Review: Dance with the One


Dance with the One

From the UT Film Institute (The Cassidy Kids, Elvis and Annabelle) comes the powerful drama Dance with the One, which premiered at SXSW Film Festival last month and screened this week at the Dallas International Film Festival. Actor Michael Dolan (Hamburger Hill, Biloxi Blues) makes his directorial debut with a story co-written by Smith Henderson and Jon Marc Smith. As thrilling and suspenseful as a crime caper, it's really the family drama and determination of the main character that engage viewers.

In Dance with the One, small-time pot dealer Nate (Gabriel Luna) is in the business to support his family. Scarred by the tragic death of their mother, Nate wants to get his little brother Sitter (Mike Davis) away from his alcoholic dad Owen (Gary McCleery), as well as himself and his childhood sweetheart Nikki (Xochitl Romero) out of Texas to Oregon. Nate takes the opportunity to help his boss Bobby (Paul Saucido) -- who's also Nikki's dad -- to take care of a situation with a harder substance, hoping the money he earns will be the final push to freedom. However, things go wrong when the drugs go missing, and Nate must find a way to protect his family from the silent partner out for his investment and blood.

The mostly Hispanic ensemble cast of Dance with the One features some memorable and genuine performances, most notably Luna as Nate, Davis as Sitter, and Romero as Nikki. The one character that could have been given a bit more development in the first act is Owen, as it causes some difficulty buying into his motives. Important exposition is delayed and sparse that may leave some viewers pondering what his motivation is, especially if you miss key dialogue. McCleery delivers a lot of cheesiness, but at the heart he's still a father who's even more scarred than his sons from the wife who had been lost to him long before her actual death.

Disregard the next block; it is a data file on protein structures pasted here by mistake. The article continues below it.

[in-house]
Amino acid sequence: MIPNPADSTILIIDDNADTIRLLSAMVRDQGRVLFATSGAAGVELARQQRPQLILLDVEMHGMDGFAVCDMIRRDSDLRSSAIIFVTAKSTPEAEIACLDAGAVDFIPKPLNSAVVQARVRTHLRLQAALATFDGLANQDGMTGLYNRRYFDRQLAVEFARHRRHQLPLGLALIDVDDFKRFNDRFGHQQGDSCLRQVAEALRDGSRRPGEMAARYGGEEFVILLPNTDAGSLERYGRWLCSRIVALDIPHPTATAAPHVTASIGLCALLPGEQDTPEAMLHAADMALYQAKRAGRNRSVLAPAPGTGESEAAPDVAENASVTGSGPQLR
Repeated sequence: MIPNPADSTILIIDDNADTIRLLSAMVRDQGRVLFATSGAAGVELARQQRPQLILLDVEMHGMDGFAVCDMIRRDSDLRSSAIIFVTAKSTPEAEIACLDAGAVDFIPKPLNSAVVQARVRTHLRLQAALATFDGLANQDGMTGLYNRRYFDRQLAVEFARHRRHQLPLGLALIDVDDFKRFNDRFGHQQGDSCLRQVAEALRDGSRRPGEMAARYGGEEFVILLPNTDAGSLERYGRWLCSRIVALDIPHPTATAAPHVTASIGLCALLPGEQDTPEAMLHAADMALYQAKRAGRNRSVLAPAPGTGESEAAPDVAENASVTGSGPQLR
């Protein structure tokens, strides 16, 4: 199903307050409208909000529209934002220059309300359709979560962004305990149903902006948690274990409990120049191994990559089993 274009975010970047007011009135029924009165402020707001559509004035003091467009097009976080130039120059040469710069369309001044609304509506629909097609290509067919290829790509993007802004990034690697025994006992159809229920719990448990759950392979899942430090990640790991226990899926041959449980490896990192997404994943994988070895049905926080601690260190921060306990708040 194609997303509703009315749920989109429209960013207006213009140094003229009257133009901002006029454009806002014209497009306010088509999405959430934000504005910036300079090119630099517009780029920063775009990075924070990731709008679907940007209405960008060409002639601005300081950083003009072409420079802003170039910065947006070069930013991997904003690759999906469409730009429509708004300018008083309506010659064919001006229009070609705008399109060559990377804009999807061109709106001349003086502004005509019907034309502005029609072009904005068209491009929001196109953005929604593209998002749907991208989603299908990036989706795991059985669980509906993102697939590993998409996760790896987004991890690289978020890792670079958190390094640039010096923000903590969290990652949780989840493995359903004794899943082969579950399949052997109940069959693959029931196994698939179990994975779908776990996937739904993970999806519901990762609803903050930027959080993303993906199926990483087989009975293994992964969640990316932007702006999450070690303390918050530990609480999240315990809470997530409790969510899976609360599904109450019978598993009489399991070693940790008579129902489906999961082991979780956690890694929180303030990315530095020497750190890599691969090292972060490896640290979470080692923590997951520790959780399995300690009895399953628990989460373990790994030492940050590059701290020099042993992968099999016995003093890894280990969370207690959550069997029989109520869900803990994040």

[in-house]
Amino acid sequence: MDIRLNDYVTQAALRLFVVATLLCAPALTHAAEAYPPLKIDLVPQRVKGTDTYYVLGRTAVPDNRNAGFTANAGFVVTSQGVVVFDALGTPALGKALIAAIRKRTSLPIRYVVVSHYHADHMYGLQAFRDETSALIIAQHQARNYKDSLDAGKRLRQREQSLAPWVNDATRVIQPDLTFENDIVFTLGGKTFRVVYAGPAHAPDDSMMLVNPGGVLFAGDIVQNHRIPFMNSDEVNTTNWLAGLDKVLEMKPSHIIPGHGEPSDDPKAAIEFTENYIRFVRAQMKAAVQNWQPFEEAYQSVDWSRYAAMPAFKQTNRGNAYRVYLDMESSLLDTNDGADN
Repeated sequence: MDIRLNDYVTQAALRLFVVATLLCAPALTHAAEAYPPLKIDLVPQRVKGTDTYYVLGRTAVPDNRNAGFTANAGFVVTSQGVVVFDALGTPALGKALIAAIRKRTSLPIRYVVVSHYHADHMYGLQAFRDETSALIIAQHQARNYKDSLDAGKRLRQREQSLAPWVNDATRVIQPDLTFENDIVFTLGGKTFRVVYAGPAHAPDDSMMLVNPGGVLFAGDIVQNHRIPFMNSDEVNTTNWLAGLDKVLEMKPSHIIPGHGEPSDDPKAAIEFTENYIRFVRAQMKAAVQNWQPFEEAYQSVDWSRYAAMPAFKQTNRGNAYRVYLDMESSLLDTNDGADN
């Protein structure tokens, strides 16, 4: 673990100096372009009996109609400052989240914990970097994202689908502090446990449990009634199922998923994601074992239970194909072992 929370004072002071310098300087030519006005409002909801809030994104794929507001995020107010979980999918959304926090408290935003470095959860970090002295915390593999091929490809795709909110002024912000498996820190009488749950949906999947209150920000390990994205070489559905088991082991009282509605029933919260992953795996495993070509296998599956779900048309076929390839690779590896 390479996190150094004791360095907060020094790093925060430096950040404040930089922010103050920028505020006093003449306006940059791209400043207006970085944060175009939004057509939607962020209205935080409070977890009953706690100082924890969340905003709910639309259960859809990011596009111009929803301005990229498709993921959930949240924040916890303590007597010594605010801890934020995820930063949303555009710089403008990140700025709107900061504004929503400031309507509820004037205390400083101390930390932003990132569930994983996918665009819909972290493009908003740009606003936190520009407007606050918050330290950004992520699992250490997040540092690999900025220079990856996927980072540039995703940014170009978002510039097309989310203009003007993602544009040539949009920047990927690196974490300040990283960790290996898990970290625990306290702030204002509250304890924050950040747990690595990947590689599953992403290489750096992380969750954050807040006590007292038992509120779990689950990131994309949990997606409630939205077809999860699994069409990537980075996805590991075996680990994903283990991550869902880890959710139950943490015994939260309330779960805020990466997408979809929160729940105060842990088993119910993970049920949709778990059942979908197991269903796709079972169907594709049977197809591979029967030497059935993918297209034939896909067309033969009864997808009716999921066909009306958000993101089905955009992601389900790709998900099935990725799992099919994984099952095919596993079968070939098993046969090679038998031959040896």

The tight editing and cinematography that rely on tight shots drives Dance with the One at a nice pace, building up the intensity of the story. Intercut scenes play off one another quite well. Although the dialogue could have been a bit more polished, overall the writing was well done and a major plot twist caught me off-guard. Despite its low budget, the production comes across as high quality. The musical score includes songs from local artists ranging from legendary punk rockers Big Boys to modern psychedelic rock band The Black Angels, which support the energy and passion of this film.

Despite the central story revolving around illegal drugs, Dance with the One is not about "crime doesn't pay." This film is about the lengths to which someone will go to protect the ones they love, and the sacrifices to be made. I highly recommend seeing and supporting this local film, and look forward to seeing the young cast members in future roles.

Notable Austin locations: Filmed entirely on location in Austin, including Scoot Inn and other establishments in East Austin.

Austin connections: Local crew and cast, including Dana Wheeler-Nicholson (Friday Night Lights) and Paul Saucido in supporting roles. Score production and arrangement by Screen Door Music's Brian Standefer and Bukka Allen, with a diverse soundtrack featuring Austin musicians and band including Roky Erickson, Doug Sahm, The Black Angels, Big Boys, Phranchyze, and the Damnations.